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I just created class VibratingTextView. I intend to create a whole library of widgets so I want to do it the right way.

The xml for this View:

<sherif.android.textview.VibratingTextView  
    android:id="@+id/textView2"  
    android:layout_width="wrap_content"  
    android:textAppearance="?android:attr/textAppearanceLarge"  
    android:layout_height="wrap_content"  
    android:orientation="horizontal"  
    android:text="outToRight" >  
</sherif.android.textview.VibratingTextView> 

Notice it has android:orientation and android:text. It accepts the attributes of a TextView and of a LinearLayout. The class itself extends LinearLayout.

My problem is in the xml editor of eclipse. When the user types android:, eclipse's intellisense gives the user the options available in this namespace.

In my case, it is giving the attributes of LinearLayout so, for example, Text and TextSize do not appear.

Is there a way to make them appear (using the android namespace)?

If not, should I create my own namespace with attributes that I define? or is there a way to import the android's attributes and make them in sherif's attributes?

Keep in mind that I am creating a TextView in the constructor of my class using the attributes passed. It is working fine and all the attributes for the TextView are being set correctly.

Since I will create many other widgets, I might need my own namespace but what is the best practice? For example, I want to create alwaysVibrate attribute. It will be something like sherif:alwaysVibrate="true". I want my library to be includable and eclipse to show the attributes of my namespace: I use the usual way using attr.xml?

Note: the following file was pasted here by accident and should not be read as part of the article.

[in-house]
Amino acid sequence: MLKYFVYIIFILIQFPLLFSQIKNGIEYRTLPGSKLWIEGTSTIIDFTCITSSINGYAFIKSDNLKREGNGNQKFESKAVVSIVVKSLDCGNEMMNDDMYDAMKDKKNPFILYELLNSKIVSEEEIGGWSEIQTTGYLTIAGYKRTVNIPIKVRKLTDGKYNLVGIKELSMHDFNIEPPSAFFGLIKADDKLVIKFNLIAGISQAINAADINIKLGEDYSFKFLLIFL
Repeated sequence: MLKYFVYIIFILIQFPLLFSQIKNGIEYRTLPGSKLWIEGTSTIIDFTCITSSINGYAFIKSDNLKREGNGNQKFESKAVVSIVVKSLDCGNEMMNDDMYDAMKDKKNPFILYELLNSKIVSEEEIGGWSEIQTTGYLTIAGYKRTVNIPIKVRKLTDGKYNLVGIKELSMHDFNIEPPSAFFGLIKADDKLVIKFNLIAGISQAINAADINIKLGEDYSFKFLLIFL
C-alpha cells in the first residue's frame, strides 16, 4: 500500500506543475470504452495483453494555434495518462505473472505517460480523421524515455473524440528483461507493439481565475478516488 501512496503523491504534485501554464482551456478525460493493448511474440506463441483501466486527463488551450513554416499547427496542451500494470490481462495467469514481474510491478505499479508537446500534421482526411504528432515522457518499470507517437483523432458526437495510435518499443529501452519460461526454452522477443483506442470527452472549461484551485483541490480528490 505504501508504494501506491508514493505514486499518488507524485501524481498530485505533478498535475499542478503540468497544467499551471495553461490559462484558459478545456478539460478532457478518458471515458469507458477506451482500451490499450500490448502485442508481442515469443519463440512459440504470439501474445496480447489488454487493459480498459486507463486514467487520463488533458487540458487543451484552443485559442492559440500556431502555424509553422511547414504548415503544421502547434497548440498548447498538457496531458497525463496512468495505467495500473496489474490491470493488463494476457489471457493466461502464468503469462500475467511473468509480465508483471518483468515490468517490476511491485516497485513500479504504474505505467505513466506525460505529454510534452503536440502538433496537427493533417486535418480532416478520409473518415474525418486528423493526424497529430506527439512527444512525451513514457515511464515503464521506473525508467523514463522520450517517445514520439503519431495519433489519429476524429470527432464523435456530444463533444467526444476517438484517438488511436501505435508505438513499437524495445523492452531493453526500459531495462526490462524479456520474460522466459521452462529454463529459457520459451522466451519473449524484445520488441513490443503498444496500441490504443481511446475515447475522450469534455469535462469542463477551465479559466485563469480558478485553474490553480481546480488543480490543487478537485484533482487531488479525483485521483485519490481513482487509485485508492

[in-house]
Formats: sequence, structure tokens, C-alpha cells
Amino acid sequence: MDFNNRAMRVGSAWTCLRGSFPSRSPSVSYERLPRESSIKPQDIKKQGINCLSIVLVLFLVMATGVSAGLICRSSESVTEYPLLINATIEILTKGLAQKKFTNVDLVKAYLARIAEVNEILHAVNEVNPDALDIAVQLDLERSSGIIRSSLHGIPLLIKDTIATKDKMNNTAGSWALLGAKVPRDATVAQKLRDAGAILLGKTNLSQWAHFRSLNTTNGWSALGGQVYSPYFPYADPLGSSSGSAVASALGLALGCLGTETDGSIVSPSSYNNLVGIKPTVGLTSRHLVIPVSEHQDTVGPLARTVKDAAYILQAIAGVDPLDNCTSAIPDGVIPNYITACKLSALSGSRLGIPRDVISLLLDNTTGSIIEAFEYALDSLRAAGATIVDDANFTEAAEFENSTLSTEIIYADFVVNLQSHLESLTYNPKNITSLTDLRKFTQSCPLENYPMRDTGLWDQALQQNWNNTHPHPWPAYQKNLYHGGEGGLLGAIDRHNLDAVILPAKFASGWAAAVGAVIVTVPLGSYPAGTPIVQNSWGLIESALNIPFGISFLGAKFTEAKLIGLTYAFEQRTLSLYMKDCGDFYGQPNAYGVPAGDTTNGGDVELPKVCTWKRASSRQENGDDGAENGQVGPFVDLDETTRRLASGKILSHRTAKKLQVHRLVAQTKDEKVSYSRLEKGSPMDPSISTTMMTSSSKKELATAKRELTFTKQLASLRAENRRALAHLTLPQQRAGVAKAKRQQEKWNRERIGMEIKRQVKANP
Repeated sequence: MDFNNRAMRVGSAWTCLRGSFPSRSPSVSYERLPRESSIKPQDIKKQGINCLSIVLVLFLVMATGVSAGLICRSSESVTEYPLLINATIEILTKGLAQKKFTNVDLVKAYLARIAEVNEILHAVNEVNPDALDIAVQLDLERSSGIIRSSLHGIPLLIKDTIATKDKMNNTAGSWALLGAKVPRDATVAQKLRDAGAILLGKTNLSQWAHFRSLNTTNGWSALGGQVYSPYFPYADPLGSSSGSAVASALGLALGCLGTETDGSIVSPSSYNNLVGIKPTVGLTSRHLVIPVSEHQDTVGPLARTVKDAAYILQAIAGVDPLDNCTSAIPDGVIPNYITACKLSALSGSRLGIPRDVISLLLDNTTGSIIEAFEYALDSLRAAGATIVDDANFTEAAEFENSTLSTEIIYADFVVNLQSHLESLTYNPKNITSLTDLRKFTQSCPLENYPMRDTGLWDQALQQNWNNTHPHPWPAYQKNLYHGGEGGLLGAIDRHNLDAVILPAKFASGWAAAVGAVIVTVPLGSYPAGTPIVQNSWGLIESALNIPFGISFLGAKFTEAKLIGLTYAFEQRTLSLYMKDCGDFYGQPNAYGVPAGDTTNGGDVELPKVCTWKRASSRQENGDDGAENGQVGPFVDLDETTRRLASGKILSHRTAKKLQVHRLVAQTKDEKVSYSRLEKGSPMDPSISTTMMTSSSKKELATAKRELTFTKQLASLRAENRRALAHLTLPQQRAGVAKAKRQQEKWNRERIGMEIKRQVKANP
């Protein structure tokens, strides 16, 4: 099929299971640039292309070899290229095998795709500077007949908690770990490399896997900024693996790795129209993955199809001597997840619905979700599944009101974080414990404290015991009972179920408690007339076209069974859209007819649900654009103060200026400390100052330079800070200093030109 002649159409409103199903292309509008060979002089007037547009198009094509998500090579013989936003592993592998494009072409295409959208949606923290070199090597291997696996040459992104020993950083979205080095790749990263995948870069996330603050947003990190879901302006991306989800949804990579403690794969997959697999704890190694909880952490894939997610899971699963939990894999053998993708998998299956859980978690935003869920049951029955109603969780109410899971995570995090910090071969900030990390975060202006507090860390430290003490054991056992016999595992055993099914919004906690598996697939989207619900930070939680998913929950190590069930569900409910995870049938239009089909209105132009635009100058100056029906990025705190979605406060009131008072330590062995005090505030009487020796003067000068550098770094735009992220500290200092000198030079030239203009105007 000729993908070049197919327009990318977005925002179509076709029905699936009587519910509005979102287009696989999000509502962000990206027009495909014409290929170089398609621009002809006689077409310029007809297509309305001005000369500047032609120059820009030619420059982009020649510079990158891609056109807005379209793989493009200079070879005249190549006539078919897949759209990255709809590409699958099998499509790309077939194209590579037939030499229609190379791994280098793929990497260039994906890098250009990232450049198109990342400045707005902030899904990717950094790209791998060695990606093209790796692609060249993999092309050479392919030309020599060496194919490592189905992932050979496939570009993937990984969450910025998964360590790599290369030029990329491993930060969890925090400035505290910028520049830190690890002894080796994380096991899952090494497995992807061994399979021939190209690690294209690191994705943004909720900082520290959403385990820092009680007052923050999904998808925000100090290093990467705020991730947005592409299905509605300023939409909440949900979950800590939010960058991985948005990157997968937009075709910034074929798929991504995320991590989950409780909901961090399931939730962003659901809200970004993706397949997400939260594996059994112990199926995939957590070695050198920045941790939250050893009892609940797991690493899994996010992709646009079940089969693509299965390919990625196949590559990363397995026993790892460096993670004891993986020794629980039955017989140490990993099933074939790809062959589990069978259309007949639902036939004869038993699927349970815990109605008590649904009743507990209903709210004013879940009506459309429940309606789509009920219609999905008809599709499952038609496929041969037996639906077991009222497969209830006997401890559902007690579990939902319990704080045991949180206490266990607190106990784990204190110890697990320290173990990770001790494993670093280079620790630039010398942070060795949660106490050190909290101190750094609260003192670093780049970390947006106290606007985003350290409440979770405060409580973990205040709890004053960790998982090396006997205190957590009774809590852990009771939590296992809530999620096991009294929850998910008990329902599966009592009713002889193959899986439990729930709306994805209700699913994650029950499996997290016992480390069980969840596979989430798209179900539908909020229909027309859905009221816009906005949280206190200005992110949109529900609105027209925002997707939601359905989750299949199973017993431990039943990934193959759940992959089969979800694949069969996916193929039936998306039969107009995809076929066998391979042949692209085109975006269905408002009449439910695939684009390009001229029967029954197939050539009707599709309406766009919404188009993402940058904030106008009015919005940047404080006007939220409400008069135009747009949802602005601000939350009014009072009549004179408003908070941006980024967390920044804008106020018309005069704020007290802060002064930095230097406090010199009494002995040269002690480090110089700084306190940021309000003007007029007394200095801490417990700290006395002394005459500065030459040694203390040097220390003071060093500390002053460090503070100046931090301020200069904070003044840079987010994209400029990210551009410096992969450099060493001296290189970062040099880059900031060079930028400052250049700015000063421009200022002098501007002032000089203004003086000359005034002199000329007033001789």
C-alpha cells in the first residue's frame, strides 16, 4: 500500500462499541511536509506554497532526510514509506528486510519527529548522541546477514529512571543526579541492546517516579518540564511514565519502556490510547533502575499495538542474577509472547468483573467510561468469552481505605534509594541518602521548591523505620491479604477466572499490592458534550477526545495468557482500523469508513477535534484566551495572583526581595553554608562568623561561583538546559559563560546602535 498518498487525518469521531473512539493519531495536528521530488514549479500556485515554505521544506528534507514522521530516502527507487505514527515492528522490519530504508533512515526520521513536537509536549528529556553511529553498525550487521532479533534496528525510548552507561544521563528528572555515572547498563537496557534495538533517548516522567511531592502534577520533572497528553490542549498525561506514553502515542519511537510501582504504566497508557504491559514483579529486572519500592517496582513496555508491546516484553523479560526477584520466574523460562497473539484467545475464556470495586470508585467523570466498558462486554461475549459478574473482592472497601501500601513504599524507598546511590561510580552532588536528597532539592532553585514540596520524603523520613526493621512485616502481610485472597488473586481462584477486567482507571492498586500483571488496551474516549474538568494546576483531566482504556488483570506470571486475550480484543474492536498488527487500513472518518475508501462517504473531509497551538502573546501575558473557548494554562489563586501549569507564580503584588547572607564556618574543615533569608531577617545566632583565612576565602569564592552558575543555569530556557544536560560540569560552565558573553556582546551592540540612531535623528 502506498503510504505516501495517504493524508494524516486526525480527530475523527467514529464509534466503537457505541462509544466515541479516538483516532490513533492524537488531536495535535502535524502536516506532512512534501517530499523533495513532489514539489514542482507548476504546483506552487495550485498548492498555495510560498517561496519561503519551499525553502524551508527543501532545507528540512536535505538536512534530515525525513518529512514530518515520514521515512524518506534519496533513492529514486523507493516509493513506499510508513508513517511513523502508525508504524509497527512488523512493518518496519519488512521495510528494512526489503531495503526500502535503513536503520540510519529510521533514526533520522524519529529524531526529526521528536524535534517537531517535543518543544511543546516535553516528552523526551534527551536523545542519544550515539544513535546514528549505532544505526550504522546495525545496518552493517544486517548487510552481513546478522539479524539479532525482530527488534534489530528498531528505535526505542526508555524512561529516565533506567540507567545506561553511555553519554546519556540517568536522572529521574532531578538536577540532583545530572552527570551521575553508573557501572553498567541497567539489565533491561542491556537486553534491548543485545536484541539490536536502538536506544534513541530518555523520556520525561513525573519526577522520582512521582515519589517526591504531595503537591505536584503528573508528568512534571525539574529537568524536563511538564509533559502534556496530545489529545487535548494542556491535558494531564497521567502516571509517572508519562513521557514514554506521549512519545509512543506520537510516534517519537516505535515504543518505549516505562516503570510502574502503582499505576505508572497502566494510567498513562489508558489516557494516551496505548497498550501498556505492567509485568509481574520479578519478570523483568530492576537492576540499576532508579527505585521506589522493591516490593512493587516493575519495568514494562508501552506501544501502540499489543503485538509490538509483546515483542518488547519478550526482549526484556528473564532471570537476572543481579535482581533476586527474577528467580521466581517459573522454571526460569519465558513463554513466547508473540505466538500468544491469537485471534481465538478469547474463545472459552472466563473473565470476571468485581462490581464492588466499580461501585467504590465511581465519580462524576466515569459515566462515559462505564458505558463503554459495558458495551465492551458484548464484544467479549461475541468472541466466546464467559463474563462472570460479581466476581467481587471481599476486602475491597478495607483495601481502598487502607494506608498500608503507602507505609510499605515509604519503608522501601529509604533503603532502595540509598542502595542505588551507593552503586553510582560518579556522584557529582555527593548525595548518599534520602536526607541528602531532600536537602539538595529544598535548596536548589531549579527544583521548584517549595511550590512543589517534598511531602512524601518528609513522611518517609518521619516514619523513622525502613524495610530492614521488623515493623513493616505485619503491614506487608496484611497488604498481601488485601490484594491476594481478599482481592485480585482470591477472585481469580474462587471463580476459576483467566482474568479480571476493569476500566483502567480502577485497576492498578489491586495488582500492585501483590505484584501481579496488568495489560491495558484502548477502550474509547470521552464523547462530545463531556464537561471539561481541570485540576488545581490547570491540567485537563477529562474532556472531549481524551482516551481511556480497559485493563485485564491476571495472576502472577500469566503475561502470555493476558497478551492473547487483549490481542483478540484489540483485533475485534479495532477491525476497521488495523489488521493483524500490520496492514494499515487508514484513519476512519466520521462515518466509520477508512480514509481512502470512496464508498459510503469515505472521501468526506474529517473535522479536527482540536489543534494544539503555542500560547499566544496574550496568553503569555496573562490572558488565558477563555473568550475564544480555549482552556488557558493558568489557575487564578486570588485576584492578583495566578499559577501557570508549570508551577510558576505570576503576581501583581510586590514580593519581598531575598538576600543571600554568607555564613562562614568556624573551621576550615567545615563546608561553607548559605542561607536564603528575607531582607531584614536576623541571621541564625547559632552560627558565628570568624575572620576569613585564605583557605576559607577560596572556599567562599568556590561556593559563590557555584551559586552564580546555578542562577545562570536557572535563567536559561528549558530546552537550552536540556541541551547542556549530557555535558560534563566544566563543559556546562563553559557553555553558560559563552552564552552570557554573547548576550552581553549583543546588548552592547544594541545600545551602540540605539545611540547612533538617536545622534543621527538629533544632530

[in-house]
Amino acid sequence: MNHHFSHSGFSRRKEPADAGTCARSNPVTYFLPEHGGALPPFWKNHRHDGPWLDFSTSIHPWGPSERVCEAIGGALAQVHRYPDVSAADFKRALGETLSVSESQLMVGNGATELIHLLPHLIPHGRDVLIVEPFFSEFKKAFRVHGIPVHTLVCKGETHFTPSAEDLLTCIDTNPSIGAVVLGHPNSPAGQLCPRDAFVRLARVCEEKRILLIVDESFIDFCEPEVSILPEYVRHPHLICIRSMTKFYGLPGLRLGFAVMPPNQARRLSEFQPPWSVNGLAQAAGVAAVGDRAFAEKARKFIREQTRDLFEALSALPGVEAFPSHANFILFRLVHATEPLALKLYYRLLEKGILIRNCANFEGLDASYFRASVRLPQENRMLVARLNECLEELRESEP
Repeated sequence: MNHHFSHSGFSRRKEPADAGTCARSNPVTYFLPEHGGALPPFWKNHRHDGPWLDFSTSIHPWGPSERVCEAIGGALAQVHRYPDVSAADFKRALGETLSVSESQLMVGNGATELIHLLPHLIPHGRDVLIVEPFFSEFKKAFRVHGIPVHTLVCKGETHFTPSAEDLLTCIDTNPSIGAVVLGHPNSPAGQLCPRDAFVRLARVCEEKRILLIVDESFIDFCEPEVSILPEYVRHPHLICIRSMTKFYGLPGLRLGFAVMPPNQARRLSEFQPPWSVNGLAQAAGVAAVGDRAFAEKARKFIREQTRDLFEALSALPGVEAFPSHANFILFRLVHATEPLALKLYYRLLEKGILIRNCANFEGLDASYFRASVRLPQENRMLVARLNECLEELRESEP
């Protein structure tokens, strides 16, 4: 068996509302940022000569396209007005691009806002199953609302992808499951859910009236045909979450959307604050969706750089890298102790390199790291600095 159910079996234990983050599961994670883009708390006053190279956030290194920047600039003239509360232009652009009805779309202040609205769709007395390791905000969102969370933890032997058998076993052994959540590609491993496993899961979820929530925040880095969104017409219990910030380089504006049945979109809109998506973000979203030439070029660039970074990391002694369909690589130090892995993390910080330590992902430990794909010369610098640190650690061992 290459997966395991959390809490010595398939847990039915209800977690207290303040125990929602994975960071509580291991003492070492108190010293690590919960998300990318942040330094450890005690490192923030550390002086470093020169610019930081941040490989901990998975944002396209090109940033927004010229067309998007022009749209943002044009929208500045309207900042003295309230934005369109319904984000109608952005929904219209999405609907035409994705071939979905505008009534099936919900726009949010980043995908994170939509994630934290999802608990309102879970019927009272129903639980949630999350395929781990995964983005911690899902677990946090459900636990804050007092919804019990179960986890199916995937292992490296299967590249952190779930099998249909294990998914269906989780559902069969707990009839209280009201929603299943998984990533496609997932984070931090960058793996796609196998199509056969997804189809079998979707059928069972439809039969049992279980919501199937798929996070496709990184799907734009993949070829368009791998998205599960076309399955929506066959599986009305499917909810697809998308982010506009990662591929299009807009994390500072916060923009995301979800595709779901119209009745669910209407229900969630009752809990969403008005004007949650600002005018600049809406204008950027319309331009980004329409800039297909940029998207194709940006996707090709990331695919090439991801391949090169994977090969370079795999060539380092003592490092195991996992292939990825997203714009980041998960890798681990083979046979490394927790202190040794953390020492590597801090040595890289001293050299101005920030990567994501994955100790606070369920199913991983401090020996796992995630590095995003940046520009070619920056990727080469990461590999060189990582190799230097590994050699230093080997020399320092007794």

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1 Answer 1

up vote 2 down vote accepted
+50

I recently faced the exact same problem. Here are my custom attribute declarations in attrs.xml

<?xml version="1.0" encoding="utf-8"?>
<resources>
    <declare-styleable name="NumberPicker">
        <attr name="rangeStart" format="integer|reference" />
        <attr name="rangeEnd" format="integer|reference" />
        <attr name="speed" format="integer|reference" />
        <attr name="current" format="integer|reference" />
        <attr name="android:orientation" />
    </declare-styleable>
</resources>

You can reuse the android attributes but you can't teach them to suggest different values. In fact you can't even teach eclipse to suggest your custom attribute definitions (at least at this date of post, I would love to see that feature in future).

Everything else you would want to know about defining custom attributes is in the question: Declaring a custom android UI element using XML.

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By the way: upvote from me for the very cool looking effect of your custom view and your willing to share that with us! –  Knickedi Sep 24 '11 at 14:45
    
+1 but I really hate bad news :P! I hope someone has a solution. –  Sherif elKhatib Sep 26 '11 at 7:11
    
Thank you for the bounty although I didn't respond in the bounty timespan! –  Knickedi Oct 2 '11 at 15:39

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